In reporting on the 3000 community during 2009, two top stories emerged that look toward the year to come. Owners of these systems who are migrating are searching for affordable replacement apps. The homesteading user hopes to extend the 3000's value for many years to come.
Opening up the solution we've called the HP 3000 is essential to accomplishing those tasks. During 2009, open source enterprise software gained notice and traction among community members, Meanwhile, the free utility and subsystem programs developed by independent and HP engineers -- many of which are open source modified by developers -- gained some fresh hosts.
• Several 3000 suppliers started to embrace cloud computing concepts during the year, but no company did more than the Support Group inc, and its Entsgo division, to promote enterprise open source. OpenBravo is on a path for the delivery in initial 3000 shops during the coming year, according to tSGi's Sue Kiezel and Donnie Poston. Enterprise open source is a good match for the cost of ownership the 3000 delivered for decades. Cloud computing plays a role in the tSGi OpenBravo solution, too, and Speedware, Hanover Direct and DST Health Solutions also offer some sort of Software as a Service (SaaS) solution. All want to host 3000s in a cloud service solution.
• On the 3000 open source front, two companies stepped up to give the software from HP's closed-down Jazz server a new home. Client Systems broke ground first on a new virtual location, while Speedware hosted both the Jazz utilities as well as migration training and command reference tools. These companies showed that the independents in the community will step in where HP has stopped delivering 3000 services. This is a backstop important to the homesteading customer as well as the migration site that requires another three years or more to leave the 3000.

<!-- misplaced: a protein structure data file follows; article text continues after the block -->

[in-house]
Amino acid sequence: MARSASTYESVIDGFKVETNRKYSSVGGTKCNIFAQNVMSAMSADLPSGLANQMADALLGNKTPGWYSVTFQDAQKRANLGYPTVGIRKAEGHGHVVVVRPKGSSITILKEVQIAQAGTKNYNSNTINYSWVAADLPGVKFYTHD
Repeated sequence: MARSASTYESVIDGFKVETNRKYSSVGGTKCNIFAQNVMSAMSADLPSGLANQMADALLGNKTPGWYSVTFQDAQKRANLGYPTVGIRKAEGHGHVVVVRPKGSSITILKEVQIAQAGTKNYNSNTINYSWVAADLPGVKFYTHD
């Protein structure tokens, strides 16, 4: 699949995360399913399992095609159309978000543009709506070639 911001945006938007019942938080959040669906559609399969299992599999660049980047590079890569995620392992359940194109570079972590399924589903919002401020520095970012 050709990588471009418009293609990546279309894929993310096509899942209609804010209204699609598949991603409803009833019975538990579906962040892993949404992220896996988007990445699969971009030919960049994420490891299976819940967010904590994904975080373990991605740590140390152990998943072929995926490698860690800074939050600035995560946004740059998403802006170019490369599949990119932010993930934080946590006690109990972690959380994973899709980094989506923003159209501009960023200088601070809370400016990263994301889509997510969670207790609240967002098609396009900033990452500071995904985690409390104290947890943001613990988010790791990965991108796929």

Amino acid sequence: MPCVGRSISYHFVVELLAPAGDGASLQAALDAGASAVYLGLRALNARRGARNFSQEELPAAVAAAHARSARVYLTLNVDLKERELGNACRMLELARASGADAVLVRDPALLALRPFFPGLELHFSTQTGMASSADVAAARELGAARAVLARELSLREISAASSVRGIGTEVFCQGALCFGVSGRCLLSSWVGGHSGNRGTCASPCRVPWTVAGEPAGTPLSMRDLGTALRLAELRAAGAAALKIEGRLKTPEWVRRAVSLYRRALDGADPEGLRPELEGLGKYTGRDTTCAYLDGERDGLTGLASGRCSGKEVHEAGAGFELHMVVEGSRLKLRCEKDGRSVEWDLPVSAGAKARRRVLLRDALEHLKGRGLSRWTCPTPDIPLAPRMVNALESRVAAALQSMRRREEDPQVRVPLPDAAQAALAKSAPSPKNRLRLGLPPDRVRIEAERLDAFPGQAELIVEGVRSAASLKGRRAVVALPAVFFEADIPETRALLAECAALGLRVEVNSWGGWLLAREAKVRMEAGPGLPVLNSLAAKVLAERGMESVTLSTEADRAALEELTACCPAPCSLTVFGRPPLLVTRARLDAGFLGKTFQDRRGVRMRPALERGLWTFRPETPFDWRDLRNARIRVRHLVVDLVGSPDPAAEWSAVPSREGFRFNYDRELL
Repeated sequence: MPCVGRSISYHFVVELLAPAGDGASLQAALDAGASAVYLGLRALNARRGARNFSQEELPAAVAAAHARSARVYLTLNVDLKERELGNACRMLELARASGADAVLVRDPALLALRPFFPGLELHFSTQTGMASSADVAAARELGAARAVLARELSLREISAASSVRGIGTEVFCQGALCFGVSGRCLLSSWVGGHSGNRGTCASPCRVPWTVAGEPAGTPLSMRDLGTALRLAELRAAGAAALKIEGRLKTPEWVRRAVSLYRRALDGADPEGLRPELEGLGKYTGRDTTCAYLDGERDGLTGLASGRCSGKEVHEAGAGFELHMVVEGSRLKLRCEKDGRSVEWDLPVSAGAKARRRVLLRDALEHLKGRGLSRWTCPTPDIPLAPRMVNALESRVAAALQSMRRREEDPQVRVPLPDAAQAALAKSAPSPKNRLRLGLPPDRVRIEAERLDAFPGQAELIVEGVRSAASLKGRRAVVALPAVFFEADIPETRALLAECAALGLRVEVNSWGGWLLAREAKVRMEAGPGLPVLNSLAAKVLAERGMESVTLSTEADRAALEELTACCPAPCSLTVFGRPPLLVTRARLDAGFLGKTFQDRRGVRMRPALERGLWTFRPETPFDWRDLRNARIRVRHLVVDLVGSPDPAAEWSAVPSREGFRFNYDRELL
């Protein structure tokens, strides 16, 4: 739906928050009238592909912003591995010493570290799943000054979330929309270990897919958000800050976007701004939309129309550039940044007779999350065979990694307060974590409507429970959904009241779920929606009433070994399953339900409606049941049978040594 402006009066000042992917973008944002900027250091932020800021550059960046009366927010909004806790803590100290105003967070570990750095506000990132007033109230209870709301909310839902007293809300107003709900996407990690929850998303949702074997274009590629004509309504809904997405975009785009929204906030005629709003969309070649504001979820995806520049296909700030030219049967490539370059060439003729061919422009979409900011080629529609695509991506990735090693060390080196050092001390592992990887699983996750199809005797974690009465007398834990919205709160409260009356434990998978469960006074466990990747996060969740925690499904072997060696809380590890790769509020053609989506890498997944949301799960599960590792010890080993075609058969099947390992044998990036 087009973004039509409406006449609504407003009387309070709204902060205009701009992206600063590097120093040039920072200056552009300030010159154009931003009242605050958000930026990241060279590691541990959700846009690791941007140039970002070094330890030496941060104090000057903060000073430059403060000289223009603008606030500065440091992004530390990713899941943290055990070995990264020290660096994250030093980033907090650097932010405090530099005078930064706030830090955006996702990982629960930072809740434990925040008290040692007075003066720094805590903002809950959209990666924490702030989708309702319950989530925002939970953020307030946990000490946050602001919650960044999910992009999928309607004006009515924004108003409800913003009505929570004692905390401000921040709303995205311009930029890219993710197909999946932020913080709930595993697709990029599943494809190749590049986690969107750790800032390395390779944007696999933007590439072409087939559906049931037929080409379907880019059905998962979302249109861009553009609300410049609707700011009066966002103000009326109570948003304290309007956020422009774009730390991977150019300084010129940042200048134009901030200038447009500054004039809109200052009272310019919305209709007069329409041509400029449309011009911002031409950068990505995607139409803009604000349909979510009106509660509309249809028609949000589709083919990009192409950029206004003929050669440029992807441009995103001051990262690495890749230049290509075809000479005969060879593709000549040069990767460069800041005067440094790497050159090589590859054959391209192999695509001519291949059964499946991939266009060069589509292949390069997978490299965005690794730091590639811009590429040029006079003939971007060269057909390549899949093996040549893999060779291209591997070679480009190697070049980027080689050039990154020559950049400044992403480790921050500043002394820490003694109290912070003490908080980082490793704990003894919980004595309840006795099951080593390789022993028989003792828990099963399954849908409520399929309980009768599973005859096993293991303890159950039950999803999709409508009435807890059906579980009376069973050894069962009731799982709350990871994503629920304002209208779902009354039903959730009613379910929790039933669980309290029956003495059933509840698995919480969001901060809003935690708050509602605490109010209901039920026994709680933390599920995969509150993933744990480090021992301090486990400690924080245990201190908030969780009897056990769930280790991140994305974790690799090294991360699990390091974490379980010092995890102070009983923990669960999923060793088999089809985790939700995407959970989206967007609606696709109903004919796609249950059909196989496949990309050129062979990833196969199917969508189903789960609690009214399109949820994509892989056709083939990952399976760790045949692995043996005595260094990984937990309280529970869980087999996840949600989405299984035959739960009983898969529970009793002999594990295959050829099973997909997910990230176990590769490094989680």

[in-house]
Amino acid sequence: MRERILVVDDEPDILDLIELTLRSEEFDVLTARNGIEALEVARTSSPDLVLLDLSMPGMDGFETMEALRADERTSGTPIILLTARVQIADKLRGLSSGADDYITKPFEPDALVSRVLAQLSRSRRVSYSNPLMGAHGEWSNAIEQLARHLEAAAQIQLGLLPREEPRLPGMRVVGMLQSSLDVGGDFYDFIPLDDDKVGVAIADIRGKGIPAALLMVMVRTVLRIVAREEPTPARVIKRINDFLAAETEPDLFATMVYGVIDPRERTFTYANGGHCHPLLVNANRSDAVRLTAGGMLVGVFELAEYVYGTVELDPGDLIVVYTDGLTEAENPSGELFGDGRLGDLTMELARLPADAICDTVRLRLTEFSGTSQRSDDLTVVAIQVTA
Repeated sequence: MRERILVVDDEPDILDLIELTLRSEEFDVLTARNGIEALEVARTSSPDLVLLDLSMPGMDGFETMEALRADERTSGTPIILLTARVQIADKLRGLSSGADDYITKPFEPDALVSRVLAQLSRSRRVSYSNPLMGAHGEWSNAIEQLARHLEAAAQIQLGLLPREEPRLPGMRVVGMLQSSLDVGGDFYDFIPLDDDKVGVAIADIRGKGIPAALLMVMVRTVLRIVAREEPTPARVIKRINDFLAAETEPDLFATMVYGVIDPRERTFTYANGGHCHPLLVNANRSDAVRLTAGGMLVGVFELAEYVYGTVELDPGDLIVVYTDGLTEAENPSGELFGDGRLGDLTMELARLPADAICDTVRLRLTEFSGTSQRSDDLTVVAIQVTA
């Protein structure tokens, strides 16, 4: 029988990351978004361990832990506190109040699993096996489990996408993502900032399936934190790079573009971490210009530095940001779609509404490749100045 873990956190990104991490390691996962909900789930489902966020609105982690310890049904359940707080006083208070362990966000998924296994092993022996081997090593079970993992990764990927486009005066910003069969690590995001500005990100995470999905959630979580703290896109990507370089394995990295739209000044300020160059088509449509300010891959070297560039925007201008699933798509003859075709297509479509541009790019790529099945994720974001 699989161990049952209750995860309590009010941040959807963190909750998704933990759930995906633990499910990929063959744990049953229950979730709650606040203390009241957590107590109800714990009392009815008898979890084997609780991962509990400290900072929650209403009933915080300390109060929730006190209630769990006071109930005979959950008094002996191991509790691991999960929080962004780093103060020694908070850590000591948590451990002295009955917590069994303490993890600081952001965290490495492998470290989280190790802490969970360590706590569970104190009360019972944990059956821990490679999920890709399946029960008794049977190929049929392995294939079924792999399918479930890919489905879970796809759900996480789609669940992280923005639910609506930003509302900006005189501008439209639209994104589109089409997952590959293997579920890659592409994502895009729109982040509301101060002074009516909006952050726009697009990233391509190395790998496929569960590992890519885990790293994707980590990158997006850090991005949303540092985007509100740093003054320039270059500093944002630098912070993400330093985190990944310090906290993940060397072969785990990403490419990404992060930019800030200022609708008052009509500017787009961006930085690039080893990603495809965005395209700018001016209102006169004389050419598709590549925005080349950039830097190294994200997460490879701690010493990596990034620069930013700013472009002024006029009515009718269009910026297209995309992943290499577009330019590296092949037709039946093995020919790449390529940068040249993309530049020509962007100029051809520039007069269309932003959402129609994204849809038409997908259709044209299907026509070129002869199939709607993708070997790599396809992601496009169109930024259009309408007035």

In one of the more significant offerings for the system's future, Stromasys announced that it was starting pilot testing for a 3000 hardware emulator product this fall. While there's no guarantee such a product will be sold very soon, tests of a product at an alpha level are an encouraging signal for a smooth decade to come.
Stromasys, which as SRI announced its interest in creating an alternative to HP's PA-RISC servers, stepped through some technical and business hoops when it outlined the progress of the project. Another player in the emulator arena had to announce a project had been sidetracked. Creating a new product requires extra capital for any company, and Strobe Data has been forced to put its emulator on a back burner for now. The company is working on fresh customers for its DEC PDP and Vax emulators, which will fund continued work on a PA-RISC solution.
The 3000 community is still rich with used servers that provide upgrade options for sites homesteading or interim homesteading while their migrations complete. But the arrival of an emulator signals a longer lifespan, along with the promise of integrating new technology, for the 3000. Stromasys's move from alpha to beta and then onto a price list, in time to capture HP's MPE emulator licensing, will be one of the stories we watch closely in 2010.